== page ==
This project is focused on understanding clathrin-independent forms of endocytosis. Endocytosis that occurs without clathrin coats occurs in all cells but is poorly understood. We are interested in studying the cargo proteins that enter cells by this mechanism, their intracellular itinerary once they have been internalized and whether they contain amino acid sequences that allow for specialized sorting within cells. We have been identifying new cargo proteins and found that a subset of these proteins take alternative traffic routes once they have entered cells. The major histocompatibility complex Class I protein (MHCI), is a prototypical clathrin-indepenent cargo protein and after internalization it reaches endosomes that contain cargo proteins such as the transferrin receptor that enter via clathrin-depenent endocytosis. From there, MHCI travels either to late endosomes and lysosomes where it is degraded or on to recycling tubules that return MHCI back to the cell surface. CD44, CD98, and CD147, however, show an altered itinerary in many cells where they traffic directly into the recycling tubules and avoid trafficking to late endosomal compartments. Consistent with this altered itinerary, CD44, CD98 and CD147 are long-lived proteins and are not degraded like MHCI, which is routed to late endosomes. With a goal to understanding how PM proteins entering cells by clathrin-independent endocytosis are targeted to degradation in lysosomes, we examined the effect of expression of MARCH family of E-3 ligases. We found that expression of MARCH8 dramatically altered the trafficking of CD44 and CD98, causing these proteins to enter cells and be trafficked to late endosomes for degradation. CD98 was directly ubiquitinylated by MARCH8 and the resultant trafficking to lysosomes resulted in a substantial downregulation of surface CD98. Intriguingly although both CD44 and CD98 were affected by expression of MARCH8, CD98, and not CD44, was downregulated by a closely related MARCH, MARCH1. This suggests that the MARCHE3 ligases exhibit distinct substrate specificities, that we are currently trying to dissect.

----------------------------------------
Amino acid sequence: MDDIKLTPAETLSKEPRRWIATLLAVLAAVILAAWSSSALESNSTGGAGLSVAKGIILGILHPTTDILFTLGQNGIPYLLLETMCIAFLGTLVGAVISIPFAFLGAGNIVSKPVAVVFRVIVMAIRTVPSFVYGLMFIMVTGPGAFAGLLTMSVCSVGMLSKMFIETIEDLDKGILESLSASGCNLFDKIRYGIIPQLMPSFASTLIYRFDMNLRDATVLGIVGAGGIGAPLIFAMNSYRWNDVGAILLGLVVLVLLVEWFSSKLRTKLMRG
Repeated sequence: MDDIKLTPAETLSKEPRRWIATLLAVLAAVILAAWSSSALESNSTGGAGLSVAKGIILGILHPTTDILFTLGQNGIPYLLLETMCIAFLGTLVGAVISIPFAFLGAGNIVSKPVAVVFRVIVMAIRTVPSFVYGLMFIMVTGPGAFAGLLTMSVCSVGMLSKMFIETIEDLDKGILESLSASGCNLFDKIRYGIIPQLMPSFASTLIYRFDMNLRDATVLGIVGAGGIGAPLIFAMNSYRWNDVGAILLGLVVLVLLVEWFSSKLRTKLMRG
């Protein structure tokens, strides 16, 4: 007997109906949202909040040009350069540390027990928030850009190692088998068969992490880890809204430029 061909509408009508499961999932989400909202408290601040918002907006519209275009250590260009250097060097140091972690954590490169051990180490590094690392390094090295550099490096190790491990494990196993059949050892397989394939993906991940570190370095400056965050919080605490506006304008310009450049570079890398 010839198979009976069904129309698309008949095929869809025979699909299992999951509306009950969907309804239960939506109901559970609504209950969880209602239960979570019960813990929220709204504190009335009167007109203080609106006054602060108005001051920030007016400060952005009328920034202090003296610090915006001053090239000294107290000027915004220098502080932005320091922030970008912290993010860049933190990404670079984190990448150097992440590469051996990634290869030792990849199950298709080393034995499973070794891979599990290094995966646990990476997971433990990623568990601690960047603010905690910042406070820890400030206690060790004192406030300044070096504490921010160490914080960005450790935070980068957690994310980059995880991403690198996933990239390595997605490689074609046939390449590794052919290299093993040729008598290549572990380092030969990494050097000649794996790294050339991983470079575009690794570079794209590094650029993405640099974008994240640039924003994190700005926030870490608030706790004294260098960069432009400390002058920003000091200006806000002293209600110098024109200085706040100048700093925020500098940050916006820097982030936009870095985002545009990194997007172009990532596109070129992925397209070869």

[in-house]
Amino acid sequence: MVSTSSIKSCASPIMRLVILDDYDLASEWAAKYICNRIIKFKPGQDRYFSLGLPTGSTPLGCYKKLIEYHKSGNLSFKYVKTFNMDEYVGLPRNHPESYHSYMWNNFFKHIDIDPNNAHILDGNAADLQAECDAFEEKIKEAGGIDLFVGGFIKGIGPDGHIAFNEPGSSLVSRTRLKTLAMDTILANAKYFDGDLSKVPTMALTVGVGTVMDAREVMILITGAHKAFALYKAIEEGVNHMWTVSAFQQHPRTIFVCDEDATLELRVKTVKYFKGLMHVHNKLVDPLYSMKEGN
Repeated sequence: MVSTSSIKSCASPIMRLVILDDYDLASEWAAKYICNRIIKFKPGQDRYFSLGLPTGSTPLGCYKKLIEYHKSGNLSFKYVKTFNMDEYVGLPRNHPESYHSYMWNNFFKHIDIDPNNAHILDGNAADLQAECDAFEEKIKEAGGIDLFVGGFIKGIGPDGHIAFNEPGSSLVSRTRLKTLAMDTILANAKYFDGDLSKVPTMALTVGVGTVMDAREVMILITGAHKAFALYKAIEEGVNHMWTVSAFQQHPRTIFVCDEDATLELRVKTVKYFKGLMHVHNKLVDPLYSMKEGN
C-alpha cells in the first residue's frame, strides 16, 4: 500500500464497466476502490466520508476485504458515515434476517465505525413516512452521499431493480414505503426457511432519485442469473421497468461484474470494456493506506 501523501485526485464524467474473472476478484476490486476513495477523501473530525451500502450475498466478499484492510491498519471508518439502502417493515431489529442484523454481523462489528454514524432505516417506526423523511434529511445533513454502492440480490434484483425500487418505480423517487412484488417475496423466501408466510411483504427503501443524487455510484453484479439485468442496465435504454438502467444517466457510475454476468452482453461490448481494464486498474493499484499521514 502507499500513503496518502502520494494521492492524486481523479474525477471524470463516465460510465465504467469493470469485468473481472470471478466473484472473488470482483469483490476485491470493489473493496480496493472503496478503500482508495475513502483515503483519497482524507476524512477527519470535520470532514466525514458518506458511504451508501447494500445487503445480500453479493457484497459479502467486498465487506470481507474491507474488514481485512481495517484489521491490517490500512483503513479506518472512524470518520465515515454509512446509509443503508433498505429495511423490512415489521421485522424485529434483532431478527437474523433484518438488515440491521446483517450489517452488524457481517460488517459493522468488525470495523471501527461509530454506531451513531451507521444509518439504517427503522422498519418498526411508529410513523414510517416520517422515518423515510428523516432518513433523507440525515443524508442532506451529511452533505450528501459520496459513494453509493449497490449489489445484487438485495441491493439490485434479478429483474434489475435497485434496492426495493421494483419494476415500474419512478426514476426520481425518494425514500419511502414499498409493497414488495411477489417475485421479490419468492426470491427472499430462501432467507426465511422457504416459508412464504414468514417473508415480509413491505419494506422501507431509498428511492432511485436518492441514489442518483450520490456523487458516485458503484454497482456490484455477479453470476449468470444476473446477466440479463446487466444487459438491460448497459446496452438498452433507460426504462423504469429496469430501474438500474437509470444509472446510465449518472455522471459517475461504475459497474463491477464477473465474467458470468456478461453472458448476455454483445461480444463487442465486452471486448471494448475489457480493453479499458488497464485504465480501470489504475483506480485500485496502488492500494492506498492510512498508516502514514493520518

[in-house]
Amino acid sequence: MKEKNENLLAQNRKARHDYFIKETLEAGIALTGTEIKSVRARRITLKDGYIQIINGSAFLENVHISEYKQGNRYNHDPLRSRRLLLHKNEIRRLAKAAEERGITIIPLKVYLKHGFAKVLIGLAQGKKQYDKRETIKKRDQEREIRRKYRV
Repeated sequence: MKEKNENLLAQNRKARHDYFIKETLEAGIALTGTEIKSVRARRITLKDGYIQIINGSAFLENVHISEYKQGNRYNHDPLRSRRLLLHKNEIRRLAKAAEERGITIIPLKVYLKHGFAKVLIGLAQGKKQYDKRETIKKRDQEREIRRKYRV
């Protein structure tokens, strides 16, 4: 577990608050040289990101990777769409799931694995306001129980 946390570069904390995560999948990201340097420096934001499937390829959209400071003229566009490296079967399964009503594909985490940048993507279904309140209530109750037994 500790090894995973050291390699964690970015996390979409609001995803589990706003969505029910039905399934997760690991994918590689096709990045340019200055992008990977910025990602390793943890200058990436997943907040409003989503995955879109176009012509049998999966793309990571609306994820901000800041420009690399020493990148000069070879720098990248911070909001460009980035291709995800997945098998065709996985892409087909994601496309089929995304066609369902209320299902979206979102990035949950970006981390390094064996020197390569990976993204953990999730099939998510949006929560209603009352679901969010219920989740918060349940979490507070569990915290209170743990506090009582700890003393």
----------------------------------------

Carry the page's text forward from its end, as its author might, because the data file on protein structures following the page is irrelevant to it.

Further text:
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National Heart, Lung, and Blood Institute
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Johnson, Debra L; Wayt, Jessica; Wilson, Jean M et al. (2017) Arf6 and Rab22 mediate T cell conjugate formation by regulating clathrin-independent endosomal membrane trafficking. J Cell Sci 130:2405-2415
Donaldson, Julie G; Johnson, Debra L; Dutta, Dipannita (2016) Rab and Arf G Proteins in Endosomal Trafficking & Cell Surface Homeostasis. Small GTPases :0
Donaldson, Julie G (2015) Immunofluorescence Staining. Curr Protoc Cell Biol 69:4.3.1-7
Funakoshi, Yuji; Chou, Margaret M; Kanaho, Yasunori et al. (2014) TRE17/USP6 regulates ubiquitylation and trafficking of cargo proteins that enter cells by clathrin-independent endocytosis. J Cell Sci 127:4750-61
Karabasheva, Darya; Cole, Nelson B; Donaldson, Julie G (2014) Roles for trafficking and O-linked glycosylation in the turnover of model cell surface proteins. J Biol Chem 289:19477-90
Porat-Shliom, Natalie; Weigert, Roberto; Donaldson, Julie G (2013) Endosomes derived from clathrin-independent endocytosis serve as precursors for endothelial lumen formation. PLoS One 8:e81987
Maldonado-Báez, Lymarie; Cole, Nelson B; Krämer, Helmut et al. (2013) Microtubule-dependent endosomal sorting of clathrin-independent cargo by Hook1. J Cell Biol 201:233-47
Maldonado-Baez, Lymarie; Williamson, Chad; Donaldson, Julie G (2013) Clathrin-independent endocytosis: a cargo-centric view. Exp Cell Res 319:2759-69
Rosemond, Erica; Rossi, Mario; McMillin, Sara M et al. (2011) Regulation of M? muscarinic receptor expression and function by transmembrane protein 147. Mol Pharmacol 79:251-61
Fernandes, Fiona; Chen, Kang; Ehrlich, Lorna S et al. (2011) Phosphoinositides direct equine infectious anemia virus gag trafficking and release. Traffic 12:438-51

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